Big Bill Taft

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The Filipinos had lived under colonial rule since 1565, but never had they known an outsider quite like this first American viceroy. He made it clear from the start that color lines would not be tolerated at his social functions. The proud natives could almost feel his innate sympathy: he appointed them to high office, could be seen enjoying himself at their cockfights and concerts, even toured the remote interior where headhunters were still known to exist.

More tangibly, Taft achieved tax revisions, established municipal governments in many communities, put through harbor and other public improvements, increased educational facilities, instituted a civil service, and reformed land distribution and the judiciary. All this was performed in a tropical climate that was considered murderous to foreigners of much trimmer proportions. During his three years in the Philippines, Taft suffered from dengue fever and amoebic dysentery and underwent three operations for abscesses.

In 1901, when Theodore Roosevelt was Vice President and had a great deal of time on his hands, he wrote an article for The Outlook entitled “Governor William H. Taft.” It began: “A year ago a man of wide acquaintance both with American life and American public men remarked that the first Governor of the Philippines ought to combine the qualities which would make a first-class President of the United States with the qualities which would make a first-class Chief Justice of the United States, and that the only man he knew who possessed all these qualities was Judge William H. Taft of Ohio. The statement was entirely correct.” By the time the article was published, McKinley was dead, the author was President of the United States, and the subject was working for him.

Roosevelt now offered his friend the pinnacle of his ambition—a seat on the Supreme Court. But Taft, deeply and emotionally involved in managing the affairs of the Philippines, felt duty-bound to decline the appointment. It was only when the President asked Taft to become Secretary of War, the officer with jurisdiction over the Islands, that he consented to leave Manila and return to Washington. Outside the gates of Malacanan Palace 6,000 Filipinos paraded with signs, “¡Queremos Taft! [We want Taft!]”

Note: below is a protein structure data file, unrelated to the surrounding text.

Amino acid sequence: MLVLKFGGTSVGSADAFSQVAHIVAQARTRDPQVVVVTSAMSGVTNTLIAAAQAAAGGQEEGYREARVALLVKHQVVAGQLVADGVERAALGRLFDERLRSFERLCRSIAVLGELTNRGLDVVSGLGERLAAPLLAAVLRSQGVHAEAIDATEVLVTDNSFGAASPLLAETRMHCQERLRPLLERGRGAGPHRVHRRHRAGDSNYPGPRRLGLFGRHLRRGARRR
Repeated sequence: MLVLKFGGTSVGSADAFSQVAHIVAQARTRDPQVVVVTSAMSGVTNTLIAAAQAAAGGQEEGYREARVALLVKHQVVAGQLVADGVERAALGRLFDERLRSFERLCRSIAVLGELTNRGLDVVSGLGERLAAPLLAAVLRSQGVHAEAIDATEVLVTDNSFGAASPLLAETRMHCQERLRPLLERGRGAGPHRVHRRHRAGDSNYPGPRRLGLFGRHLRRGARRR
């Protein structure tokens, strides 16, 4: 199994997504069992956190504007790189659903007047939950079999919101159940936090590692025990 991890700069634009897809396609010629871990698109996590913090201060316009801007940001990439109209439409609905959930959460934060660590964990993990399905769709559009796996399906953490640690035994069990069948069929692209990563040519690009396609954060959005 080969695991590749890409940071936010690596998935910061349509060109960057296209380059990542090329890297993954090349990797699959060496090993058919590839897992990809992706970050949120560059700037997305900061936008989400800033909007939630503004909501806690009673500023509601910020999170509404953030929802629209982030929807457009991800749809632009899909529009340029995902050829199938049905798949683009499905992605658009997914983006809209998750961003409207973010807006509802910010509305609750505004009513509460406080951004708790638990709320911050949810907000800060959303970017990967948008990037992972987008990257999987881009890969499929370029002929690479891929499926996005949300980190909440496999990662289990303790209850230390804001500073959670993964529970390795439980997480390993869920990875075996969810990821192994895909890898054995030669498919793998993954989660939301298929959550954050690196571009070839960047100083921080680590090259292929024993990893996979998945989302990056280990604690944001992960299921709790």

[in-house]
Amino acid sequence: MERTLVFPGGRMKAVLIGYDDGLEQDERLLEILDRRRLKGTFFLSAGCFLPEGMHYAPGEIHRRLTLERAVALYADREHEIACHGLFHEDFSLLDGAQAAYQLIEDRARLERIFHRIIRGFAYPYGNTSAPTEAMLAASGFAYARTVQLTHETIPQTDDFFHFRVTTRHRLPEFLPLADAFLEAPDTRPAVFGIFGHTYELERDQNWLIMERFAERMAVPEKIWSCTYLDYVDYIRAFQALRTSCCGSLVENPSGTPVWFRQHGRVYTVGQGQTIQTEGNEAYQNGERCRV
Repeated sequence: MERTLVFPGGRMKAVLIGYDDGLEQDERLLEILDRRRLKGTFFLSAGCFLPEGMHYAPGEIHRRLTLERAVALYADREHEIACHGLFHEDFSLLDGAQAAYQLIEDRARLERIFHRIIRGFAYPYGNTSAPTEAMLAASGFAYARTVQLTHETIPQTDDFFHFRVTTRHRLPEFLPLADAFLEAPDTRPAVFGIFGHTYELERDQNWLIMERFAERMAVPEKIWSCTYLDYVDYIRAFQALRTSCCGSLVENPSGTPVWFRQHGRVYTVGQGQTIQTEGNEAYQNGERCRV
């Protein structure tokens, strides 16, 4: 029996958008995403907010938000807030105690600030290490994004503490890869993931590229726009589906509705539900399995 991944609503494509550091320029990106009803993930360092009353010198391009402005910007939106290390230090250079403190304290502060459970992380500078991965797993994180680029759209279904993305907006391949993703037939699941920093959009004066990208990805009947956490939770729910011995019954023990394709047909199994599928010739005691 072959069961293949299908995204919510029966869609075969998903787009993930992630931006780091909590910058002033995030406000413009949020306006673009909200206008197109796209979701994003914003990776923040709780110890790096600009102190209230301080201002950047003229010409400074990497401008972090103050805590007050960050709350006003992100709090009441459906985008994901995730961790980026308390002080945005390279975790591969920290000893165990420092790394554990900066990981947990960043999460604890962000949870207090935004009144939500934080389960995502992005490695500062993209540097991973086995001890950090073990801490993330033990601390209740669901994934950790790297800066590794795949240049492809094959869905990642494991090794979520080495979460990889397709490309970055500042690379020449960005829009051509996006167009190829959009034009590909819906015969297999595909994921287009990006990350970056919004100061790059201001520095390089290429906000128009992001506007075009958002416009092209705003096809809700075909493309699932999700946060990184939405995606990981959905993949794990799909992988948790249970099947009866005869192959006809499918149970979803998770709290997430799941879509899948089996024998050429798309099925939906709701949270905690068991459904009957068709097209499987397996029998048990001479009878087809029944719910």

Once in the Cabinet, Taft was preferred over all others; Roosevelt made him in fact, if not title, Assistant President. His duties extended far beyond the confines of the War Department; he was the President’s principal troubleshooter. Editorial-page cartoonists loved to draw Taft’s massive dimensions, usually carrying a suitcase, rushing off to put out some far-off fire—to Panama to get “the dirt flying,” to Cuba to bring an uneasy peace, to the western states to campaign for a Roosevelt Congress.

Then Roosevelt took the step that was bound to end their friendship: he made Taft President.

At William Howard Taft’s inauguration, his youngest son, eleven-year-old Charlie, was seen carrying a copy of Treasure Island . “This affair is going to be pretty dry,” he told his sister, Helen, “and I want something to read.” Robert Taft, on the other hand, watched with rapt attention as his father was sworn in. After the ceremony, Mrs. Taft shattered precedent by insisting on riding to the White House with the new President. “Some of the Inaugural Committee expressed their disapproval,” reported Nellie, “but I had my way and in spite of protests took my place at my husband’s side.”

Every new administration brings its own cast of characters to the national scene, and none are more interesting to the American public than the presidential children. Of the three young Tafts, little Charlie was the extrovert and general mischief-maker. The future mayor of Cincinnati had travelled twice around the world with his parents before he was eight, and, according to his sister, “gave interviews to the newspapers and posed for photographers at every stop!” When his father joined the President’s Cabinet, he joined that Peck’s Bad Boy of the White House, Quentin Roosevelt, in such Executive Mansion diversions as pasting spitballs that looked like warts on the portrait of Andrew Jackson.

Charlie had inherited his father’s dimple and chuckle, but it was Helen, in the opinion of the President, who was most like him in character. She was now a student at Bryn Mawr College, where she would later serve as professor of history, dean, and acting president. While more liberal than her father—she had made headlines by speaking in favor of aggrieved shirtmakers—she usually remained quiet and discreet.

It was Robert A. Taft, the future Republican leader, who was most uneasy in the limelight’s glare. During his father’s administration he graduated from Yale first in his class, and entered Harvard Law School. A young lady at a Boston party who had failed to catch his name had an impossible time trying to detect his identity by adroit questioning: Where did he live? His family home was in Ohio. Did he go back there for holidays? No, the family was now in Washington and he spent his holidays there. What did the family do in Washington? His father had a government job. And where did they live in Washington? “On Pennsylvania Avenue,” answered Bob. He did not mean to be coy; it was just that he would rather not be known as the President’s son if he could help it.